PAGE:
Hundreds of people living with HIV/AIDS in Manipur are hit by an acute drug shortage after pharmaceutical companies stopped medicine supplies following a huge extortion demand by separatists.
"It is very unfortunate that militants were demanding money and threatening pharmaceutical companies resulting in the firms stopping supplies of medicines. We are negotiating with the companies to resume supplies very soon and assured them of full protection and security," Manipur Health Minister Parijat Singh told IANS.
Stocks of life saving drugs in government hospitals and chemists have dried up after leading pharmaceutical firms like Glaxo, Cipla and Ranbaxy stopped supplying drugs to Manipur after a separatist group demanded Rs.1 million in extortion money from the pharmaceutical association.
The worst sufferers are the patients.
"Hundreds of people living with HIV/AIDS would simply die with supplies of drugs like Efabirenz, an Anti Retroviral Therapy (ART) drug, and other second line drugs, not available in the hospitals and pharmacies," said Deepak Singh, president of the Manipur Network of Positive People.
Singh, currently on first line ART, is bedridden after his quota of drugs was exhausted.
"I am without ART for the last four days. There are no medicines available," said Bimla Devi, a woman living with HIV.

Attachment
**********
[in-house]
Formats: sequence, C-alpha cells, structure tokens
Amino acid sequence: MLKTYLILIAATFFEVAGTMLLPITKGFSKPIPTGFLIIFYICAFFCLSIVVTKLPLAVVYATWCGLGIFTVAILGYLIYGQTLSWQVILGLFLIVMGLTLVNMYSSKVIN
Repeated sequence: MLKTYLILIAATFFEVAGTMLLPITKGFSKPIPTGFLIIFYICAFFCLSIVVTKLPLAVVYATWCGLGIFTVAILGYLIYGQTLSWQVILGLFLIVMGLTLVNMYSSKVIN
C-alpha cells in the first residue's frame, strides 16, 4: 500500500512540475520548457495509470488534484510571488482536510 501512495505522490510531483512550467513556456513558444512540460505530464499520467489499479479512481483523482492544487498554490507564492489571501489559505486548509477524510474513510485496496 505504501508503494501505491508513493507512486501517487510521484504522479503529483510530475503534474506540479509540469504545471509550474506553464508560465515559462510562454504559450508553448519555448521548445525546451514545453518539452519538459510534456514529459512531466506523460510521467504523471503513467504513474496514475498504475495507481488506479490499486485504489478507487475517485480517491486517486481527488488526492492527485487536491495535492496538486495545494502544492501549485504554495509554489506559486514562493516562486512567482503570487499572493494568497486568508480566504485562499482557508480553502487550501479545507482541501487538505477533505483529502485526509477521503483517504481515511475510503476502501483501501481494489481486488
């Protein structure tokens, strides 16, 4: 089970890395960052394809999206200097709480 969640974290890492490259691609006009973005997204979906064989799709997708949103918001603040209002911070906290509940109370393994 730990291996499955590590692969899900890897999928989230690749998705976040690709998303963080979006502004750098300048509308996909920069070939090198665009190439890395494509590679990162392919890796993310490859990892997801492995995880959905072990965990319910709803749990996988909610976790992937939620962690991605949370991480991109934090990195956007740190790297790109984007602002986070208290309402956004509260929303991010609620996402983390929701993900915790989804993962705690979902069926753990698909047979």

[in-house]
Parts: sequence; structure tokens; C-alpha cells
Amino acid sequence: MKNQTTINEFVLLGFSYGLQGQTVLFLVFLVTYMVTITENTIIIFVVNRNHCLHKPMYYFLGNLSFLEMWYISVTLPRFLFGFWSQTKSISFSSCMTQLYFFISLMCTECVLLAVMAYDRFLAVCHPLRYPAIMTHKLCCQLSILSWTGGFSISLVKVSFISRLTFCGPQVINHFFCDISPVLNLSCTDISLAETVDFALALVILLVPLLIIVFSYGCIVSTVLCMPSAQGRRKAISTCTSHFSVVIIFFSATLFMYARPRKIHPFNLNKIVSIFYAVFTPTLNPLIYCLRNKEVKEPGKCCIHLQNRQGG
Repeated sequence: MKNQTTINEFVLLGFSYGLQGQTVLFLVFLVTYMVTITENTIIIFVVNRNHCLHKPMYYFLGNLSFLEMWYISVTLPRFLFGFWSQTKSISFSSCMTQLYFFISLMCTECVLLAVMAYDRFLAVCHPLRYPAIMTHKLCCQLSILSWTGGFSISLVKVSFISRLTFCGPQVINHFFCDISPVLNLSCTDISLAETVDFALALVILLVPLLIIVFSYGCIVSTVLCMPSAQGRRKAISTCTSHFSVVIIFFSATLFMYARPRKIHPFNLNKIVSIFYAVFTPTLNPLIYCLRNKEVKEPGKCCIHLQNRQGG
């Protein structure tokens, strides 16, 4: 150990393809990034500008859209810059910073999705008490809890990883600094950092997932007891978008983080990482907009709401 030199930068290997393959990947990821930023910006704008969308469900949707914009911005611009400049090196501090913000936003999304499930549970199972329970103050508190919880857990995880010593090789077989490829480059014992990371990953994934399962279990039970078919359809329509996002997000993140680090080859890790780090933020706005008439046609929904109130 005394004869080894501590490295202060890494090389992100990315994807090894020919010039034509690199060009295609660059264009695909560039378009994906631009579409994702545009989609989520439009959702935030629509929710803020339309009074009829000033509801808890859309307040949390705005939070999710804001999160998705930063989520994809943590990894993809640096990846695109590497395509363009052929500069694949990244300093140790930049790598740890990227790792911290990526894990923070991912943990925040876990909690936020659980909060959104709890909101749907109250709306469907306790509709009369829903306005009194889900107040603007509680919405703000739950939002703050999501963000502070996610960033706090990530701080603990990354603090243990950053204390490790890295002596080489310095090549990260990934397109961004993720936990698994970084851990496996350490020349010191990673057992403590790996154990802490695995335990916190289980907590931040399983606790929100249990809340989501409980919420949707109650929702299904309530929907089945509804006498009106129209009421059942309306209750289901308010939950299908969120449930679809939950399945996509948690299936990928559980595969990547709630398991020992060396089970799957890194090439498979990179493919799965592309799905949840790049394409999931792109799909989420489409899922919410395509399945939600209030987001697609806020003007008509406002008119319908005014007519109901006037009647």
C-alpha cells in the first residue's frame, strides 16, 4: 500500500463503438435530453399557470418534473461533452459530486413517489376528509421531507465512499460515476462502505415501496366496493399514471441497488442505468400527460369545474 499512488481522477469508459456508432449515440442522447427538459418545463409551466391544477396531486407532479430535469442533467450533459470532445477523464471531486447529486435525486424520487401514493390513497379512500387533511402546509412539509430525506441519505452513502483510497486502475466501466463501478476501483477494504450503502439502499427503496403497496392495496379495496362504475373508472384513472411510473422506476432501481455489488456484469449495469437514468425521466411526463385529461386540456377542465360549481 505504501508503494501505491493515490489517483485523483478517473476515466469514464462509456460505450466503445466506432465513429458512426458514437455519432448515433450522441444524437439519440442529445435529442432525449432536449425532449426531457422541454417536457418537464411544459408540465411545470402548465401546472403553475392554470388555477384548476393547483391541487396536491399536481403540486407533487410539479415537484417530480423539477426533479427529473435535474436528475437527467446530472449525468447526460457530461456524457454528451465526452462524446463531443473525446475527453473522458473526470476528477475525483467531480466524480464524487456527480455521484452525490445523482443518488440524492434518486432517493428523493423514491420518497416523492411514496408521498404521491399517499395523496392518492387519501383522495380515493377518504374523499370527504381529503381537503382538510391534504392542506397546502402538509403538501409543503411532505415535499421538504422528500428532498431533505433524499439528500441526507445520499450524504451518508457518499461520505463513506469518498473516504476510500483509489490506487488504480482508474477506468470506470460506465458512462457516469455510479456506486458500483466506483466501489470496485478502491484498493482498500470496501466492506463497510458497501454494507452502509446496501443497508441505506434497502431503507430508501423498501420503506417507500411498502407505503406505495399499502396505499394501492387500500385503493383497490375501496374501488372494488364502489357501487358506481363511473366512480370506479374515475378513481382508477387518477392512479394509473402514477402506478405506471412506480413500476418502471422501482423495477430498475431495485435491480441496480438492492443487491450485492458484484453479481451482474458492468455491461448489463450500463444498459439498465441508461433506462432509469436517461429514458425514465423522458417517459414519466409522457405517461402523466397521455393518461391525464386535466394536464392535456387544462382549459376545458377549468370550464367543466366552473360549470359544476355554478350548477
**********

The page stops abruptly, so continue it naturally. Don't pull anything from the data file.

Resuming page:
The network Thursday appealed to New Delhi to rush supplies of ART and other life saving drugs.
There are 2.5 million people in India living with HIV, according to 2006 estimates released by the National AIDS Control Organisation (NACO).
India's northeast has been declared as one of the country's high-risk zones with close to 100,000 people infected with HIV. There are some 26,000 HIV-positive people in Manipur, the worst hit by the deadly virus.
"My aunt was to go undergo a major surgery following an accident...but doctors said they can't operate her due to non-availability of some vital drugs. We can't even shift her outside the state as her condition is critical," said Basant Singh, a trader.
Chemists and doctors warned they could run out of basic materials like syringes and bandages if the impasse continues.
"The situation is precarious to say the least...the government would have to declare a medical emergency if things are not settled soon," a doctor at the Regional Institute of Medical Sciences here said requesting not to be named.
"There is no need to panic and in a day or two we shall ensure supplies of drugs," the health minister assured.
Manipur is home to about 19-odd rebel groups with demands ranging from independence to greater autonomy.
"No one has lodged a formal complaint with the police regarding the extortion demands. But we are acting on our own," said Clay Khongsai, a police official.
Terrified chemists and representatives of pharmaceutical companies were reluctant to speak on record fearing reprisal from militants.
"Militants in Manipur are capable of doing anything if we defy their demand. No one is willing to take the risk," a visibly frightened pharmaceutical wholesaler said.